Now, since you went ahead and made it personal, why dont you just go and fuck right off. I'm hardly the first person to go off on /. half-cocked in the middle of the night. my media law class was several years ago, and that's obviously not my practice area. Also, i'd just point out that if you read the whole sentence you quoted from the PA newspaper thingie, the defendant's burden to prove truth only comes in when the plaintiff has made their case, and truth as an affirmative defense is being asserted.

Comment Re:Shrug (Score 1) 424

Basically, one need not prove anything, but rather show by a preponderance of the evidence. I know what you're getting at, though. However, because the standard is lower than what the criminal standard of 'beyond a reasonable doubt,' a similar plaintiff would go about demonstrating rather that there is no proof that he stole anything. Particularly with an accusation of theft, this can be done without seeming as wishy-washy as that makes it seem. When something is stolen, something worth smearing it all over the internet, you should probably have gotten the police involved. did defendant report the item stolen to the police? did they pursue the matter? was the item really missing? if not reported, why not? There are also means by which parties in civil cases can execute searches against each other for discovery purposes. The real smoking gun would be finding that the item was never stolen. Or stolen by someone else.

In this case specifically, however, according to Dietz' complaint (linked through the huffpo article), its clear that by her own words, Perez did not think Dietz was involved with the jewelry going missing until the collections proceeding Dietz brought against her when she refused to pay. And that she'd told the police she did not suspect him. And that she had just moved cross country, and later found at least some of the supposedly stolen pieces mixed in amongst other belongings. So, some of the items in question were demonstrably not stolen and there is a suspicious alignment between the collections case and her allegations of theft where before she had informed the police otherwise. Its not beyond a reasonable doubt, but taken with everything else detailed in the complaint, it paints a pretty vivid picture.

Comment Re:Shrug (Score 2) 424

You are mistaken as regards libel. If she made an allegation on a matter of fact, she has to be able to show it is true. It's not up to him to show it was false.


well, no. the plaintiff in a civil suit has the burden of proving his case. that the statements in question are false is one of the elements of defamation, and therefore the plaintiff must, in fact, be able to show that the statements were false. He cant just stand up and say 'Nuh-UH' and mysteriously shift the burden of proof to the defendant.

'allegations on matters of fact' are all that defamation is concerned with. if its not an assertion of fact, its an opinion, and therefore protected as free speech. And as to the great civil versus criminal distinction, well that's not terribly relevant. just replace innocent with not liable and guilty with liable, and you're good. The point is that the person asserting the legal claim (plaintiff in a civil case, the state in a criminal case) has the burden of proving their case, regardless of defenses offered by respondent/defendant. If a plaintiff can't show by a preponderance of the evidence that the supposedly defamatory statements were false, then his case fails, even if the respondent offers no evidence on the subject at all.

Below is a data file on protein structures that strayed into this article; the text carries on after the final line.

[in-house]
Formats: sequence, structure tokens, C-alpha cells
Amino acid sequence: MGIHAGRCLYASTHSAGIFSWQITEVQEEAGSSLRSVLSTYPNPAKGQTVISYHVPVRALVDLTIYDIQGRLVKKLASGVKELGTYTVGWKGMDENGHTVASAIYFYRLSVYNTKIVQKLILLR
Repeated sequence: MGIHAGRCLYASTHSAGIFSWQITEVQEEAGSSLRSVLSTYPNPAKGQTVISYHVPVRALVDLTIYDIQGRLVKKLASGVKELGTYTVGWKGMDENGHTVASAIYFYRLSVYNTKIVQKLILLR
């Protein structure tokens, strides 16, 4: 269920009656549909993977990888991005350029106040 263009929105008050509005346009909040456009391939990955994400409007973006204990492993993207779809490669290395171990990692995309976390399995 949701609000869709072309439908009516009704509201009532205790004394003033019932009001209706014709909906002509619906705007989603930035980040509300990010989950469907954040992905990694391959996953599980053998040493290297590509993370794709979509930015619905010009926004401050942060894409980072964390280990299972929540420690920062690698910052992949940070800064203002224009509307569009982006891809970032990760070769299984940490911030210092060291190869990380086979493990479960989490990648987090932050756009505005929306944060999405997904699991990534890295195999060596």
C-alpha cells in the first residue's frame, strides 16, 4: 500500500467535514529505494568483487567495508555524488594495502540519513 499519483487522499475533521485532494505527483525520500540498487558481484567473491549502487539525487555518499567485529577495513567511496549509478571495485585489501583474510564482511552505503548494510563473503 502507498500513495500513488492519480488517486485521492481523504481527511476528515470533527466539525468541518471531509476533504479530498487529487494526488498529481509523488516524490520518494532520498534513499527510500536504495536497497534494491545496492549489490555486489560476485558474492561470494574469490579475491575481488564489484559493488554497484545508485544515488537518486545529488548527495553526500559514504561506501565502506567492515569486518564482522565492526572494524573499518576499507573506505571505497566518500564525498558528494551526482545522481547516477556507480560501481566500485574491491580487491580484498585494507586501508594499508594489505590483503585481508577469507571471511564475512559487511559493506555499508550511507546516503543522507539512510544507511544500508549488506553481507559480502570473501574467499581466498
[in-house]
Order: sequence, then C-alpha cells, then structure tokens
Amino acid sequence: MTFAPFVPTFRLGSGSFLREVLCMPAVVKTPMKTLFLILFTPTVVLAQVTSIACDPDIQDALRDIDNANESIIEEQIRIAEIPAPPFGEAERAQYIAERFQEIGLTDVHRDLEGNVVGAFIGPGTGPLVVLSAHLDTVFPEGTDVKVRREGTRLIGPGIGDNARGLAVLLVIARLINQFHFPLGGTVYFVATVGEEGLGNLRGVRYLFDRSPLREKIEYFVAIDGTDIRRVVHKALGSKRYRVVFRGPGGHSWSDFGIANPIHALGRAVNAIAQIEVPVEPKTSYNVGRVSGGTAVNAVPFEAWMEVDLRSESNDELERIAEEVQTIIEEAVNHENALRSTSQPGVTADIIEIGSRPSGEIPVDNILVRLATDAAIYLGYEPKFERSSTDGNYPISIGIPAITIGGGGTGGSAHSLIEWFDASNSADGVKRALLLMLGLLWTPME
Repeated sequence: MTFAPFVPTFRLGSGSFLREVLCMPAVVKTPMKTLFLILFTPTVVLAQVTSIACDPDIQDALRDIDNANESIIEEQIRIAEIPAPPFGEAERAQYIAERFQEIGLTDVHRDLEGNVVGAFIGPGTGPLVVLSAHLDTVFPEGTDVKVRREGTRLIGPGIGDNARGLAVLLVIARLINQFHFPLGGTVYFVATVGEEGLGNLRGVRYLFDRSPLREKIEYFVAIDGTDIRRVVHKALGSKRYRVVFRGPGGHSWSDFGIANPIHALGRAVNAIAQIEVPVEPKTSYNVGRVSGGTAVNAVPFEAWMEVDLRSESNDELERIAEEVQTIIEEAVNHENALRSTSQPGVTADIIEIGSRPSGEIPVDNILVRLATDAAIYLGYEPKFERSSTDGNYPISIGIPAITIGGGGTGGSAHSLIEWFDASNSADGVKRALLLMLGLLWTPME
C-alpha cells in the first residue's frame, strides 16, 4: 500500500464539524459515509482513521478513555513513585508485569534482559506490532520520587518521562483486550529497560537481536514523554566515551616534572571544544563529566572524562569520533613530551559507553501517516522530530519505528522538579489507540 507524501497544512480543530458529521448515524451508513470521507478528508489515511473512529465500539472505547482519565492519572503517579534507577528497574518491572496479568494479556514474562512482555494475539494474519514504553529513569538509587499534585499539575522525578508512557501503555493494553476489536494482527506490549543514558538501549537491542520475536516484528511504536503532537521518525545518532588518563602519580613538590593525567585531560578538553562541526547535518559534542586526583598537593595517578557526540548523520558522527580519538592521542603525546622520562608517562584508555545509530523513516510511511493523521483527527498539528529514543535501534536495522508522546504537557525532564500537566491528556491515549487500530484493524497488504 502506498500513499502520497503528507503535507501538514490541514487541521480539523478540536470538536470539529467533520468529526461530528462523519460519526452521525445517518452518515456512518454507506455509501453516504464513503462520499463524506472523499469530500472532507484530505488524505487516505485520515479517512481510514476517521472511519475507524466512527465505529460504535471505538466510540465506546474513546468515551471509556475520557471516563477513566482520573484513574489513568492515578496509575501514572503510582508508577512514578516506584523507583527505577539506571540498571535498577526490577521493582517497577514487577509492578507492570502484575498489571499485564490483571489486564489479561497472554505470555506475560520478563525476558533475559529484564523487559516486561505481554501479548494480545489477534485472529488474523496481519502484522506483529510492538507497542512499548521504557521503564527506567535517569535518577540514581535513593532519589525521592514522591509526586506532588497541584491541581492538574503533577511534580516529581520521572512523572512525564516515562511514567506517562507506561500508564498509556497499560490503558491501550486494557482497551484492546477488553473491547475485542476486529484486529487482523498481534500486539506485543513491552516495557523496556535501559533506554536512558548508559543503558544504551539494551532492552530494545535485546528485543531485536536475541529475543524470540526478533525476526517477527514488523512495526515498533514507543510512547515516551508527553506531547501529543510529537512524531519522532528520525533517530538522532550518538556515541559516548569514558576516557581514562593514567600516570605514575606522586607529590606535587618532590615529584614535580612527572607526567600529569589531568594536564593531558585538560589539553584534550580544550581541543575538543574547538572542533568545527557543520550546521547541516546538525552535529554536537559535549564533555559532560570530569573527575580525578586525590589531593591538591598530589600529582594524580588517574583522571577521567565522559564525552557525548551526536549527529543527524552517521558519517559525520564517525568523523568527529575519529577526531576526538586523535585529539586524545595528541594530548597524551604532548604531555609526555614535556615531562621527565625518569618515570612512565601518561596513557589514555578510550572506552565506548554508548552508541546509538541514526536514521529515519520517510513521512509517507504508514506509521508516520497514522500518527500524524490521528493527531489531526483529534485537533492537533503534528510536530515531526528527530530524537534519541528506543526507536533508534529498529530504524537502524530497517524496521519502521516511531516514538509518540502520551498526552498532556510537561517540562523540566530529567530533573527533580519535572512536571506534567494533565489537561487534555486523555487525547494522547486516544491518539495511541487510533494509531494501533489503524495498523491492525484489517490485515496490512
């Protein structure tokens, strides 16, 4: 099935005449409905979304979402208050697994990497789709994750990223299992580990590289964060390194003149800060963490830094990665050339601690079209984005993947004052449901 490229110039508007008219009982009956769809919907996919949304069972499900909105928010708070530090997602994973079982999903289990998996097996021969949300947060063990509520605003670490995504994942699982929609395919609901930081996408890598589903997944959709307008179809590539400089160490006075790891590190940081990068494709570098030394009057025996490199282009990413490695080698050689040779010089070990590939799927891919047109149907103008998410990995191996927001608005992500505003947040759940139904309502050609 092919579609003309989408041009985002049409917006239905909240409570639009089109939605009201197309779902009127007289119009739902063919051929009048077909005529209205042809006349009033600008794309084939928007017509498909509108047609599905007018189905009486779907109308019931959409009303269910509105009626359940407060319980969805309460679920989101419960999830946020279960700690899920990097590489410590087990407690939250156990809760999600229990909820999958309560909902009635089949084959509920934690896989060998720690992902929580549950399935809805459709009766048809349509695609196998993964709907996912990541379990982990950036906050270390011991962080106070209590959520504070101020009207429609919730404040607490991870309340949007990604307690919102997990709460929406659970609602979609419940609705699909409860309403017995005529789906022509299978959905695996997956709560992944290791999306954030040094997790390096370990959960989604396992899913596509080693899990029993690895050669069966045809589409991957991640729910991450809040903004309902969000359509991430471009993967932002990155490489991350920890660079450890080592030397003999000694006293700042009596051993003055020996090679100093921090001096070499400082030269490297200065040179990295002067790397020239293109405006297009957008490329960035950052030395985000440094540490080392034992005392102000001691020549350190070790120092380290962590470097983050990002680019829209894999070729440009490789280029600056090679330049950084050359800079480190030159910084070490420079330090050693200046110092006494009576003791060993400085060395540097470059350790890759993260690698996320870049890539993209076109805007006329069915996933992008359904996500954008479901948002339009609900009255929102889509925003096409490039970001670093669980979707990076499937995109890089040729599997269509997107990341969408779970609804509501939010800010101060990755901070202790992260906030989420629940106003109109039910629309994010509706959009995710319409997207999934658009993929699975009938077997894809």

Comment Re:FREEZE! (Score 5, Interesting) 770

I have two problems with this argument.

First, it seems to me to be a rather narrow reading of of the federalist papers to validate current concerns, rather than a reading of them in the context of the general concerns of the populace a the time they were written. In doing so it glosses over the true purpose of No. 46, which was to calm fears regarding Madison's proposal that the federal government keep a standing army. Madison was the Big Government Guy in historical context, arguing against the anti-federalists who desired to keep the Articles of Confederation, a weaker federal government, and no standing army, which was obviously seen as a tool of governmental oppression. Madison was simply reminding the people that A. they had already handled that situation before, and B. that the basic federal structure of the states precluded the type of tyranny they most feared. I see No. 46 speaking more about the power of local political organization than about the right to bear arms.

Second, it strikes me as ridiculous to treat the federalist papers as some kind of authority over the constitution. They were pieces of propaganda. This is not to discount their value in framing the political debate in its context or in getting inside the minds of Hamilton and Madison. It is simply a fact. They were written to persuade the populace to support the Constitution. They were propaganda. While they may give insight, they are still advertising. And they certainly do not trump the fact that Article I Section 8 vests the power to organize the militia in Congress, not in the States. Whether or not an armed populace was, in the minds of our founders, provided for the purpose of overthrowing the federal government they were founding, in the Constitution it is tied to the militia, and the militia is explicitly created as a function of the federal government.

Comment Re:Actually... (Score 2) 180

With PDAnet at least, the http only limitation is only for the free version of the app, not anything to do with the tethering functionality itself. drop $15 on the full versio of the app and have full functionality. I'm personally just fine with paying $15 to a dev then having free service, rather than nothing to the dev and $20 a month service.